Press Statement by Dr. D. Subbarao, Governor-Third Quarter Review of Monetary Policy 2010-11
-25th January 2011
Monetary and Liquidity Conditions
12. While the year-on-year money supply (M3) growth at 16.5 per cent in December 2010 was close to the indicative projection of 17.0 per cent, non-food credit growth at 24.4 per cent was much above the indicative projection of 20.0 per cent. Credit expansion in the recent period has been rather sharp, far outpacing the expansion in deposits. Rapid credit growth without a commensurate increase in deposits is not sustainable.
13. Tight liquidity conditions persisted throughout the third quarter of 2010-11. While the overall liquidity in the system has remained in deficit consistent with the policy stance, the extent of tightness is beyond the comfort zone of the Reserve Bank, i.e., (+)/(-) one per cent of NDTL of banks. Above-normal government cash balances contributed to the frictional component of liquidity deficit. However, the widening difference between credit and deposit growth rates coupled with high currency growth accentuated the structural liquidity deficit.
14. The Reserve Bank instituted a number of measures to mitigate the liquidity deficit such as: (i) reduction in the statutory liquidity ratio (SLR) of scheduled commercial banks (SCBs) by one percentage point; (ii) conducting open market operation (OMO) purchase of government securities of the order of over `67,000 crore; (iii) additional liquidity support to SCBs under the LAF; and (iv) introduction of a second LAF window on a daily basis.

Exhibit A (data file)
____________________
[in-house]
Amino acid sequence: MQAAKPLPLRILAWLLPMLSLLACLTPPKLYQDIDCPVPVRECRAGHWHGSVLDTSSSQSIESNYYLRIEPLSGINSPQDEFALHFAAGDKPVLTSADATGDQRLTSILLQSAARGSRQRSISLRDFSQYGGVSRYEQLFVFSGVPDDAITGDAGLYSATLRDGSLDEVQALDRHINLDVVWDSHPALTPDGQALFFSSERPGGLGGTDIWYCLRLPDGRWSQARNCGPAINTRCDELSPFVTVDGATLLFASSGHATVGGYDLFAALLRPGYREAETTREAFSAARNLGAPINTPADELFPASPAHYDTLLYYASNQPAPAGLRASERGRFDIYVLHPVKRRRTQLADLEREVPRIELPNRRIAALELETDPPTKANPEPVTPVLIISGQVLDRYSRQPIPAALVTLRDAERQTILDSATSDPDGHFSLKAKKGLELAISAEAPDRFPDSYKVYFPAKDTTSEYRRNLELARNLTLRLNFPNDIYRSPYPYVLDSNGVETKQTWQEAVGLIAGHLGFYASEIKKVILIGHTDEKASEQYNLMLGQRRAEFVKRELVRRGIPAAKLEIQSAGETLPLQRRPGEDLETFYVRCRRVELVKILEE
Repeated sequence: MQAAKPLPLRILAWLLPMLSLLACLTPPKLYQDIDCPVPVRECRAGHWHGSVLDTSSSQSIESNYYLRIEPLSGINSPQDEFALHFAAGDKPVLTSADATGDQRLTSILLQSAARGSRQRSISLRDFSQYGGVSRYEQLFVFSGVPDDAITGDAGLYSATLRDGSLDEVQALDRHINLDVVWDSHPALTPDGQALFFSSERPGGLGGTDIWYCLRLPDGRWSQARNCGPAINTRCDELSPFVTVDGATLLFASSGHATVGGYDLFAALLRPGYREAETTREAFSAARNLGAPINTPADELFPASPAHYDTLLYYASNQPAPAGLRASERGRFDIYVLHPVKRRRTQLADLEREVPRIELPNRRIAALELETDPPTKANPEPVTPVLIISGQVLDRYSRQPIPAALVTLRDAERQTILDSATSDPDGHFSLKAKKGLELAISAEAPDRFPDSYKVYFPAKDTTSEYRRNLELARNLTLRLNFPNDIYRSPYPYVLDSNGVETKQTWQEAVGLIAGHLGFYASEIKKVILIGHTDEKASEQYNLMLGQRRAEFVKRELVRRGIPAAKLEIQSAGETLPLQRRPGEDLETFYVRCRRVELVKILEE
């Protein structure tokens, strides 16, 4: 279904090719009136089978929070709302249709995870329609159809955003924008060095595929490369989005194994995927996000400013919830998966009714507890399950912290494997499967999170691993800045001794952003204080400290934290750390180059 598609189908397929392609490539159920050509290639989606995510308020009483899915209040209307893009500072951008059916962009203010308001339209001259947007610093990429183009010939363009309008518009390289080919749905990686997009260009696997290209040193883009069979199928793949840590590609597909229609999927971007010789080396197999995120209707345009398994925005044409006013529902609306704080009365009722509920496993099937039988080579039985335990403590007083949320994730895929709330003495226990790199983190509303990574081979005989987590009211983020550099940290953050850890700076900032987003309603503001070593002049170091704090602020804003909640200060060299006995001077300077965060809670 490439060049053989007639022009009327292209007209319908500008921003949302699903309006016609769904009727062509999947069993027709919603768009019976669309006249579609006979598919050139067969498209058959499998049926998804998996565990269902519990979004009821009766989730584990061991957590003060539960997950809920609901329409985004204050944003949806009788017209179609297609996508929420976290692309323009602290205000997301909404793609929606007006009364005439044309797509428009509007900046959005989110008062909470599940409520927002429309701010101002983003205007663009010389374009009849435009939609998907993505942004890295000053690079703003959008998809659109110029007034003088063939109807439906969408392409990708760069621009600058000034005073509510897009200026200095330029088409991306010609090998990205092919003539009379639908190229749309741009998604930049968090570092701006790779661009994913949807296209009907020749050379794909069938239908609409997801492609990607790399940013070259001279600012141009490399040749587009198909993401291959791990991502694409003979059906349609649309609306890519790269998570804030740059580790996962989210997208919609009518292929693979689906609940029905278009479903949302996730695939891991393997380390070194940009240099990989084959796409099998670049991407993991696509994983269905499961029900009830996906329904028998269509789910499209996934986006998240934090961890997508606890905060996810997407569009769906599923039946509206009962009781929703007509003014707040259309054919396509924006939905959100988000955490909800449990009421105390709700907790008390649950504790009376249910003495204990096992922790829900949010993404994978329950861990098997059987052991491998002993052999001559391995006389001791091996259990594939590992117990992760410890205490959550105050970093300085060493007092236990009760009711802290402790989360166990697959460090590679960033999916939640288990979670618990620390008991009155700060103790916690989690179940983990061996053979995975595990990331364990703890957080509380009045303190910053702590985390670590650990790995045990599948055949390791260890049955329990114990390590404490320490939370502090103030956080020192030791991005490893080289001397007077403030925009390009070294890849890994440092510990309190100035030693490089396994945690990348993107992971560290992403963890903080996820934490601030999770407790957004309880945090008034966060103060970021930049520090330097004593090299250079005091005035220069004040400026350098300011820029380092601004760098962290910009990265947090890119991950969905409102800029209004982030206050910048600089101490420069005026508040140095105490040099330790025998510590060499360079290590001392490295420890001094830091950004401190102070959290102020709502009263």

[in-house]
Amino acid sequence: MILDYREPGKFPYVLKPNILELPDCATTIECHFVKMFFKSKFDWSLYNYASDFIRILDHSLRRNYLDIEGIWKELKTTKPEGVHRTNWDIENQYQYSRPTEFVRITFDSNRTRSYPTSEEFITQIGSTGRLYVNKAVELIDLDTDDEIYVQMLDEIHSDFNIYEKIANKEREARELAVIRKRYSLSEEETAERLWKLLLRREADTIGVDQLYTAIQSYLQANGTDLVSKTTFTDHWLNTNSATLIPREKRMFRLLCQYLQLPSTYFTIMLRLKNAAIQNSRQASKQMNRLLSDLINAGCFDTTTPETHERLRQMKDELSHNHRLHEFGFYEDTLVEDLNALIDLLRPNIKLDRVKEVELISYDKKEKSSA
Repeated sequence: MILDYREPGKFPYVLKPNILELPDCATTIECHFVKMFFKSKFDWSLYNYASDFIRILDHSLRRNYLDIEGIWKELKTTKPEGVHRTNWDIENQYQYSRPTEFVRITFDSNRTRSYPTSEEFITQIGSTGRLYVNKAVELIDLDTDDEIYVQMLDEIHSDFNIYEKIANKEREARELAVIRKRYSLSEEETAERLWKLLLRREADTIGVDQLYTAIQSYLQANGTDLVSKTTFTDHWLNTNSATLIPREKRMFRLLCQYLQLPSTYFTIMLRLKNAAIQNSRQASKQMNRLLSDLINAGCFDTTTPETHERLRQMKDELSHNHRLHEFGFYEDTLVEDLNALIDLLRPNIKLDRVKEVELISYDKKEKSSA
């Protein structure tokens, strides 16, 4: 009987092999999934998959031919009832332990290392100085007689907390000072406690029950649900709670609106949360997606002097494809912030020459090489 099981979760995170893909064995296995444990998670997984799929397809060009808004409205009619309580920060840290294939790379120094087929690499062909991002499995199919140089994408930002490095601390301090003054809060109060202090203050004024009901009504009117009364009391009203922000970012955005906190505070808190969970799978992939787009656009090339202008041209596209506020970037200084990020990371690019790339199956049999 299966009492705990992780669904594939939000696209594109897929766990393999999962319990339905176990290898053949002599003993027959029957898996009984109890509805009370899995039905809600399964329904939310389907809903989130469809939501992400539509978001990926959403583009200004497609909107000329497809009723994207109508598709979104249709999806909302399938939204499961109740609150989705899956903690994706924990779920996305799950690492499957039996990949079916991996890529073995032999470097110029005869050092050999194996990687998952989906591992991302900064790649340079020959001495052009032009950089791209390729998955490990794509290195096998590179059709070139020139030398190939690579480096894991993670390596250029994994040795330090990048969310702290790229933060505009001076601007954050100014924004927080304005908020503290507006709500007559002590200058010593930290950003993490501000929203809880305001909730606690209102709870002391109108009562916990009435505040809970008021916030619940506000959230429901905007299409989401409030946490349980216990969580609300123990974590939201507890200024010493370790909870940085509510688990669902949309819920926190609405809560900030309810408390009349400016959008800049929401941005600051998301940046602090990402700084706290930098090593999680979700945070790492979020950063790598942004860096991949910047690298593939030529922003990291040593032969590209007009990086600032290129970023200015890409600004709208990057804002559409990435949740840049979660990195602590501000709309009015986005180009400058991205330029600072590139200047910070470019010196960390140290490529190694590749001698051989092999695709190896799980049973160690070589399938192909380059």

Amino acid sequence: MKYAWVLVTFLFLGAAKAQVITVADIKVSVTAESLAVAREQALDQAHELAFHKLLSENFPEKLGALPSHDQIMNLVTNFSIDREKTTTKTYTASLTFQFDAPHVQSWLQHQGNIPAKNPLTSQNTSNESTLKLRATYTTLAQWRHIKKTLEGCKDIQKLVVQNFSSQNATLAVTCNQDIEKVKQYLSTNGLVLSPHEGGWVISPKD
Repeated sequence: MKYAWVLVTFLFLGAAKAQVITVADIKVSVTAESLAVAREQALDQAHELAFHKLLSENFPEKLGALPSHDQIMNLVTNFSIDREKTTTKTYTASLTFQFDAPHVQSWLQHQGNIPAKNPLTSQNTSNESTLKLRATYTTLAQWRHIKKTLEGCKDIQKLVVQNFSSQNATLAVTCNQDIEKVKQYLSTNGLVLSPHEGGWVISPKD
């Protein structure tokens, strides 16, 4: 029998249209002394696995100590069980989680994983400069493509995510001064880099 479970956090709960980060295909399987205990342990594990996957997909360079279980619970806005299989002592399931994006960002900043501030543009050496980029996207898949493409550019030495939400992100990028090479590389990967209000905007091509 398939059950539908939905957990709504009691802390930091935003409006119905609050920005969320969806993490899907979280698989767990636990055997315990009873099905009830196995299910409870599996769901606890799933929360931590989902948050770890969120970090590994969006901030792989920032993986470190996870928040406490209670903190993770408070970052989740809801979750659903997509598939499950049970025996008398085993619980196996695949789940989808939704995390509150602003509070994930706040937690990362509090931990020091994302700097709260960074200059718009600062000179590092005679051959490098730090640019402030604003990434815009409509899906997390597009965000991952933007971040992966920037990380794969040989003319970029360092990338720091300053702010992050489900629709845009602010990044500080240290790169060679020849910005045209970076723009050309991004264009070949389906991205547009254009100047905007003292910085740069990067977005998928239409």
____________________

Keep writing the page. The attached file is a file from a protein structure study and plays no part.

15. While the Reserve Bank will endeavour to provide liquidity to meet the productive credit requirements of a growing economy, it is important that credit growth moderates to conform broadly to the indicative projection. This will prevent any further build-up of demand side pressures. Accordingly, the projection for 2010-11 of M3 growth has been retained at 17 per cent and that for non-food credit growth at 20 per cent. The Reserve Bank will constantly monitor the credit growth and, if necessary, engage with banks which show an abnormal incremental credit-deposit ratio.
16. A brief, albeit important, comment about the external sector. In the first half of 2010-11, the current account deficit (CAD) expanded to 3.7 per cent of GDP from 2.2 per cent in the corresponding period of last year. Subsequent trade data indicate that exports have grown faster thanimports which will improve the CAD. For the year as a whole, we estimate that the CAD will be close to 3.5 per cent of GDP.
17. Now let me highlight the risks to our growth and inflation projections:
Food inflation has remained at an elevated level for about two years and the prospect of it spilling over to the general inflation process is rapidly becoming a reality.
Imports as a means to supplement domestic availability for many commodities will become less of an option as global growth consolidates and capacity utilisation increases. This may accentuate demand side pressures.
The estimated current account deficit of 3.5 per cent of GDP for 2010-11 is not sustainable.
On top of the level of CAD which is a risk, the financing of CAD is an additional risk. Should global recovery be faster than expected, it may also have implication for the financing of CAD.
The recent improvement in the fiscal situation owes largely to one-off revenues generated from spectrum auctions and disinvestment proceeds. However, the commodity price developments pose significant risks for fiscal consolidation in the year ahead. The efficacy of further fiscal adjustment will be influenced by the firming trend in commodity prices and the extent to which Government will allow this to pass through to consumers.
The combined risks from inflation, CAD and fiscal situation contribute to an increase in uncertainty about economic stability that consumers and investors have to deal with.
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